Fluid heterogeneity during granulite facies metamorphism in the Adirondacks: stable isotope evidence

Contributions to Mineralogy and Petrology

DOI: 10.1007/BF00371706



The preservation of premetamorphic, whole-rock oxygen isotope ratios in Adirondack metasediments shows that neither these rocks nor adjacent anorthosites and gneisses have been penetrated by large amounts of externally derived, hot CO2-H2O fluids during granulite facies metamorphism. This conclusion is supported by calculations of the effect of fluid volatilization and exchange and is also independently supported by petrologic and phase equilibria considerations. The data suggest that these rocks were not an open system during metamorphism; that fluid/rock ratios were in many instances between 0.0 and 0.1; that externally derived fluids, as well as fluids derived by metamorphic volatilization, rose along localized channels and were not pervasive; and thus that no single generalization can be applied to metamorphic fluid conditions in the Adirondacks. Analyses of 3 to 4 coexisting minerals from Adirondack marbles show that isotopic equilibrium was attained at the peak of granulite and upper amphibolite facies metamorphism. Thus the isotopic compositions of metamorphic fluids can be inferred from analyses of carbonates and fluid budgets can be constructed. Carbonates from the granulite facies are on average, isotopically similar to those from lower grade or unmetamorphosed limestones of the same age showing that no large isotopic shifts accompanied high grade metamorphism. Equilibrium calculations indicate that small decreases in ??18O, averaging 1 permil, result from volatilization reactions for Adirondack rock compositions. Additional small differences between amphibolite and granulite facies marbles are due to systematic lithologie differences. The range of Adirondack carbonate ??18O values (12.3 to 27.2) can be explained by the highly variable isotopic compositions of unmetamorphosed limestones in conjunction with minor 18O and 13C depletions caused by metamorphic volatilization suggesting that many (and possibly most) marbles have closely preserved their premetamorphic isotopic compositions. Such preservation is particularly evident in instances of high ??18O calcites (25.0 to 27.2), low ??18O wollastonites (-1.3 to 3.5), and sharp gradients in ??18O (18 permil/15m between marble and anorthosite, 8 permil/25 m in metasediments, and 6 permil/1 m in skarn). Isotopic exchange is seen across marble-anorthosite and marble-granite contacts only at the scale of a few meters. Small (<5 m) marble xenoliths are in approximate exchange equilibrium with their hosts, but for larger xenoliths and layers of marble there is no evidence of exchange at distances greater than 10 m from meta-igneous contacts. ?? 1984 Springer-Verlag.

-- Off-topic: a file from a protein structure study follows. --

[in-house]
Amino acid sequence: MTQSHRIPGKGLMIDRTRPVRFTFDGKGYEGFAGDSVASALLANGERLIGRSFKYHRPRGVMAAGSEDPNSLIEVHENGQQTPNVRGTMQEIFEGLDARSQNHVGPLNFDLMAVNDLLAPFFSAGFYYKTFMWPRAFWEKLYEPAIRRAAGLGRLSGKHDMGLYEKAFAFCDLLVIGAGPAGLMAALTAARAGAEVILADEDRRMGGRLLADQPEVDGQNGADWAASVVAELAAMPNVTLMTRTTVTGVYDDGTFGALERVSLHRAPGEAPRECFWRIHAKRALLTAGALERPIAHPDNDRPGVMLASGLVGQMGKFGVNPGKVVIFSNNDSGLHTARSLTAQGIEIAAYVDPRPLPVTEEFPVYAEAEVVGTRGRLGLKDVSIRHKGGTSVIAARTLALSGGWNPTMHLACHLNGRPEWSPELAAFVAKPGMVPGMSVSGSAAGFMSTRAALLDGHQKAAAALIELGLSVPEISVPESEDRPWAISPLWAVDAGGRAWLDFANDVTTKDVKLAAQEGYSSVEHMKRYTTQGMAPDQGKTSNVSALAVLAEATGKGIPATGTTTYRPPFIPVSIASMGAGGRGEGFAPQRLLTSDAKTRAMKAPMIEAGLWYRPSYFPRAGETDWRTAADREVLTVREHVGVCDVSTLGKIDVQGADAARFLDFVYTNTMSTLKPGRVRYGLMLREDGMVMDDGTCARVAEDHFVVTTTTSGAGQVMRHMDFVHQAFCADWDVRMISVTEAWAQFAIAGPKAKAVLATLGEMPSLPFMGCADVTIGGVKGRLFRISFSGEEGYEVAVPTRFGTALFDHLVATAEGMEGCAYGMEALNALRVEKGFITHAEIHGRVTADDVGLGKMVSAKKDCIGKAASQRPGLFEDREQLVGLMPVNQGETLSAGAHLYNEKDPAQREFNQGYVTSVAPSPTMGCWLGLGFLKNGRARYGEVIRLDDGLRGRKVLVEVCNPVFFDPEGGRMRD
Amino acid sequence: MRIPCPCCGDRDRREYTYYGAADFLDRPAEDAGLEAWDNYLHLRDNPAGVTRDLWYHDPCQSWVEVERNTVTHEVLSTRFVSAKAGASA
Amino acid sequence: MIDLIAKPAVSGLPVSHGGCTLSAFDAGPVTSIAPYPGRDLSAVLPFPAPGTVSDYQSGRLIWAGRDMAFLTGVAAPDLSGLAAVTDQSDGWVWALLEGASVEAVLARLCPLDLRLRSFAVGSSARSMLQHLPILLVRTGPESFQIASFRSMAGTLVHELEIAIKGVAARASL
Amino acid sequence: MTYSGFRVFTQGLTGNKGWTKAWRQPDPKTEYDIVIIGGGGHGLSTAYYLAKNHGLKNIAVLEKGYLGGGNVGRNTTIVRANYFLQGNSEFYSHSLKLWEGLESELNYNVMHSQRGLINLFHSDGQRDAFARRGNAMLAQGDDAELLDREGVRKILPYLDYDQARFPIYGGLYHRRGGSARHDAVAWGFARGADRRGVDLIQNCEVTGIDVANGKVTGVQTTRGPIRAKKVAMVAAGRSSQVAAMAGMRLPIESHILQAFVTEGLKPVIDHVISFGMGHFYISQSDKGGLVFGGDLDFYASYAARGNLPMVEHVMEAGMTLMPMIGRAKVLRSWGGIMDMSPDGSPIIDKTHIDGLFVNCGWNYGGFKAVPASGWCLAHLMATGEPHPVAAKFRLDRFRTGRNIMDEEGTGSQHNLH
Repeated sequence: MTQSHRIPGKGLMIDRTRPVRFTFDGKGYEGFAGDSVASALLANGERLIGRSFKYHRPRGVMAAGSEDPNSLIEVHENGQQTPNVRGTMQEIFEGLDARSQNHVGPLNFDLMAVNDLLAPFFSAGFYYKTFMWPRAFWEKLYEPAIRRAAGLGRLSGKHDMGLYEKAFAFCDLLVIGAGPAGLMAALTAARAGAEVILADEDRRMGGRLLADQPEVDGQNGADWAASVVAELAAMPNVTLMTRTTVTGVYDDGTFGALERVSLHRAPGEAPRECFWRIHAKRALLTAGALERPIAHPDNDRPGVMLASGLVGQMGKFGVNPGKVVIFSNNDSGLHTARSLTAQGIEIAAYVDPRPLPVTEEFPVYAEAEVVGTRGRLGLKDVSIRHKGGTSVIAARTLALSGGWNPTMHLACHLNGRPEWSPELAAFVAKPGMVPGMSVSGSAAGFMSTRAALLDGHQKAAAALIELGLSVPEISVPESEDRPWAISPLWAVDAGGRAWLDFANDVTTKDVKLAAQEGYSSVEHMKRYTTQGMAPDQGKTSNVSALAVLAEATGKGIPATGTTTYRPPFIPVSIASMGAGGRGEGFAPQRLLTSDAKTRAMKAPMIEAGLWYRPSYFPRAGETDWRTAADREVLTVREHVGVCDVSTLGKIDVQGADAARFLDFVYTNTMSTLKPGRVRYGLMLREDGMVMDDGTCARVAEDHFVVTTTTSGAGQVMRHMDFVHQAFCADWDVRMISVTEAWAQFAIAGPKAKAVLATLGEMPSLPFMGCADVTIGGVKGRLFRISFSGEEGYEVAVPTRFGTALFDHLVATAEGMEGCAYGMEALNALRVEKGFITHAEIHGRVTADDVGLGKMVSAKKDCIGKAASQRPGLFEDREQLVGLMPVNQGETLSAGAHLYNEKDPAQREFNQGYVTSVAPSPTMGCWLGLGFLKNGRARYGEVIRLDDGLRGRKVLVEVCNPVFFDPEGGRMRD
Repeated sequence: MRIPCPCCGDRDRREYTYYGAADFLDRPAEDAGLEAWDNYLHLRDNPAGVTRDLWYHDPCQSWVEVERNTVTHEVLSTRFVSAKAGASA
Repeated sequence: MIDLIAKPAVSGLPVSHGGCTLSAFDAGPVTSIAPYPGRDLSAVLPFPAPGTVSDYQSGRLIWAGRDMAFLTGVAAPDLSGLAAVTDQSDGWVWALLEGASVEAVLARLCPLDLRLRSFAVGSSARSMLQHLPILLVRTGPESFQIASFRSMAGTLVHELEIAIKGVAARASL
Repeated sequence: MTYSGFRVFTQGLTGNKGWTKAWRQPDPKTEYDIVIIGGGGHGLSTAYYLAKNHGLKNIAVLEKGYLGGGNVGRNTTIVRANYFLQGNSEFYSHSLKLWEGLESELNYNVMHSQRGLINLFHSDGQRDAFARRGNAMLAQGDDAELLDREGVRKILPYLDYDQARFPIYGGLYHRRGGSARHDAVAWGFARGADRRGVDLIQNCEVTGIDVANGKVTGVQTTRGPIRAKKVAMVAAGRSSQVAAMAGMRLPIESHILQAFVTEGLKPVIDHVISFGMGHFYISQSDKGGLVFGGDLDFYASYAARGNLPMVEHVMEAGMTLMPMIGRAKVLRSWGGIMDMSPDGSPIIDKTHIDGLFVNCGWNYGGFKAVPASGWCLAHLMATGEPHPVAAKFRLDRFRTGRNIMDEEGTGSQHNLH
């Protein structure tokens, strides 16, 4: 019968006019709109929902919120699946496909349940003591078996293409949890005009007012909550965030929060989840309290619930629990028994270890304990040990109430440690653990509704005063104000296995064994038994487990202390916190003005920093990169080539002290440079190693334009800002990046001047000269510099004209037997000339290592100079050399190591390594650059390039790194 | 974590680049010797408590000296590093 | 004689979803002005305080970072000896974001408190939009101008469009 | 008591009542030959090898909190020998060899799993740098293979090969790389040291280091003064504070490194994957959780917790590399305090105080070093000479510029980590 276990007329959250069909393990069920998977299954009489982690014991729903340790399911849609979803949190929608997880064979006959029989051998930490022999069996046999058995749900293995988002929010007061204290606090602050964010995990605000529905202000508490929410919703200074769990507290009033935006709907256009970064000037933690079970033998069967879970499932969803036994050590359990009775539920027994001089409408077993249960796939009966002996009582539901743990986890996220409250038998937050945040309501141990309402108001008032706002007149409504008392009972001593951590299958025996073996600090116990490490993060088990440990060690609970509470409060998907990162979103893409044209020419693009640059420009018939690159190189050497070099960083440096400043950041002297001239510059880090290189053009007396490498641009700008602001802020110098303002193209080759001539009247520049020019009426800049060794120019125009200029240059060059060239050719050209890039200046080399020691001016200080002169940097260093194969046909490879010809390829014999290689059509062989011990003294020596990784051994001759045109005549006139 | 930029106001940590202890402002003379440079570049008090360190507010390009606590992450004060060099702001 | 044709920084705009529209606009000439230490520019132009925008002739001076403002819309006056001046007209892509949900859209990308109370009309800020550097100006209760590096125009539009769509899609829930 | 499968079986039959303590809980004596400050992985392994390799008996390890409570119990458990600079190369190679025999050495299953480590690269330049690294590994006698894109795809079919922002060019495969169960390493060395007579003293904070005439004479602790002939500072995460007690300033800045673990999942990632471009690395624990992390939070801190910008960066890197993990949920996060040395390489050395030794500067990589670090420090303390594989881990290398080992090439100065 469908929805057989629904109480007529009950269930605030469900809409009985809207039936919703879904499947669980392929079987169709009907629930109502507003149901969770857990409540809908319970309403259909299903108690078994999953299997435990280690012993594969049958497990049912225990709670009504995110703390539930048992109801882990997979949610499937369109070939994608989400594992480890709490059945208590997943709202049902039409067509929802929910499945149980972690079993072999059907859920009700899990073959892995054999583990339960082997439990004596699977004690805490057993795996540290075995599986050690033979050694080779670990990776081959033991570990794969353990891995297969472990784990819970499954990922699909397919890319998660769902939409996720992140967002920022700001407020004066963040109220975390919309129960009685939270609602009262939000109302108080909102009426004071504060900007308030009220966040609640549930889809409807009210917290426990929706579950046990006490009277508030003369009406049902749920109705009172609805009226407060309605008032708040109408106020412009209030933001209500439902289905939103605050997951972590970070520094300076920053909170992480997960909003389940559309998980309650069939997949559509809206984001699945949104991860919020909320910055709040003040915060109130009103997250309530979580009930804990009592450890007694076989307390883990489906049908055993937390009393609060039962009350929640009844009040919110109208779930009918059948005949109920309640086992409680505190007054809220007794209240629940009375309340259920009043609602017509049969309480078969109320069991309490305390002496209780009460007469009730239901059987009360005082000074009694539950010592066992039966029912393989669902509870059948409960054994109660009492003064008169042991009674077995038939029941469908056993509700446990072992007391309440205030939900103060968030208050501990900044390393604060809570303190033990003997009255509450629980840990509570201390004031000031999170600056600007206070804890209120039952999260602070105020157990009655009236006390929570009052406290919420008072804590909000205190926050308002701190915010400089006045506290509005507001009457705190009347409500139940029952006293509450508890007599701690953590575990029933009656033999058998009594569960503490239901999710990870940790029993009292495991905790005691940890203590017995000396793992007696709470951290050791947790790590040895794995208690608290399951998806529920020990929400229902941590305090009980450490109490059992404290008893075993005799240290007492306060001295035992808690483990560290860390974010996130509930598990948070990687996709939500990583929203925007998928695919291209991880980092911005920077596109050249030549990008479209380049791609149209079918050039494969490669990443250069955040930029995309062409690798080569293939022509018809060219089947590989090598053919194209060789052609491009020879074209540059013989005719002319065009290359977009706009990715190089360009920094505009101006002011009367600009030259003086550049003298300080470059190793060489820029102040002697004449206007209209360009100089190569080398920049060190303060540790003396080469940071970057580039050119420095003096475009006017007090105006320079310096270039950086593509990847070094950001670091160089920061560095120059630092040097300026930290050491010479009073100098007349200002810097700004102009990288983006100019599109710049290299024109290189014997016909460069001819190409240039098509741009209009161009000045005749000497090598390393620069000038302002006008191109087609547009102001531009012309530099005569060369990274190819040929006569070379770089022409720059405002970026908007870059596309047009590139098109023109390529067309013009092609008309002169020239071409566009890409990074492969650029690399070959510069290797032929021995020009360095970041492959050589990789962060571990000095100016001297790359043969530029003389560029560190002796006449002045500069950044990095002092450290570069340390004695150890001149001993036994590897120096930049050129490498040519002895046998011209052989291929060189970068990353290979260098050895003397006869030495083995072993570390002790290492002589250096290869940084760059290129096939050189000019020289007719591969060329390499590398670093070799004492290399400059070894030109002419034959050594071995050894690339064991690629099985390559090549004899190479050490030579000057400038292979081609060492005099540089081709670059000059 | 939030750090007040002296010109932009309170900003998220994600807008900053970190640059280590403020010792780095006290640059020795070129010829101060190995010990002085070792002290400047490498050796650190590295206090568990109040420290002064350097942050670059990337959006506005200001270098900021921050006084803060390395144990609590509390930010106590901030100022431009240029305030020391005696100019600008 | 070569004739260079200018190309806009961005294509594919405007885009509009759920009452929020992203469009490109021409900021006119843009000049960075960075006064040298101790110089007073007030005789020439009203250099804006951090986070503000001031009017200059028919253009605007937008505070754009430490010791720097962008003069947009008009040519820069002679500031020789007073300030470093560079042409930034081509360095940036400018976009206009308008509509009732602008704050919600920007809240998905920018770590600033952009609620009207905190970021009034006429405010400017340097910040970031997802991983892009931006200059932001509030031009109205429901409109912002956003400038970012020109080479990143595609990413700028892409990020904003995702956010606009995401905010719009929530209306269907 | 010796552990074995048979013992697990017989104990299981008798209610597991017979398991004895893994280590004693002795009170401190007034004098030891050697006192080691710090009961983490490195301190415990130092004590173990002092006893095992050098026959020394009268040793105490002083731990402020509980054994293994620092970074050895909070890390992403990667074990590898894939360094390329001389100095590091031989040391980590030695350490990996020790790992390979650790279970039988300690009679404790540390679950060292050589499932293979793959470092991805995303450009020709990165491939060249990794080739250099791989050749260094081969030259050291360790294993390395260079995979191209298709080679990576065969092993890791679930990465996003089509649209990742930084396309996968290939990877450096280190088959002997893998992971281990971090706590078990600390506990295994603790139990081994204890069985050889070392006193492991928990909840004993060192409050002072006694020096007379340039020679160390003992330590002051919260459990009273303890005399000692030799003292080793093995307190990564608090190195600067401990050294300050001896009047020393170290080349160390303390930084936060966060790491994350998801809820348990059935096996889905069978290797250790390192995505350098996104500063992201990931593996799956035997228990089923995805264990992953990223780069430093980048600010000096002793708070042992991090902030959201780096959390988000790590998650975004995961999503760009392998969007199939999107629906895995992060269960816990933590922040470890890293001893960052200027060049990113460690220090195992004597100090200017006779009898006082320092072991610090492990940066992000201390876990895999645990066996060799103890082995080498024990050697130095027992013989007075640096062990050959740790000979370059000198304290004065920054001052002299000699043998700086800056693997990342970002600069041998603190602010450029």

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Fluid heterogeneity during granulite facies metamorphism in the Adirondacks: stable isotope evidence
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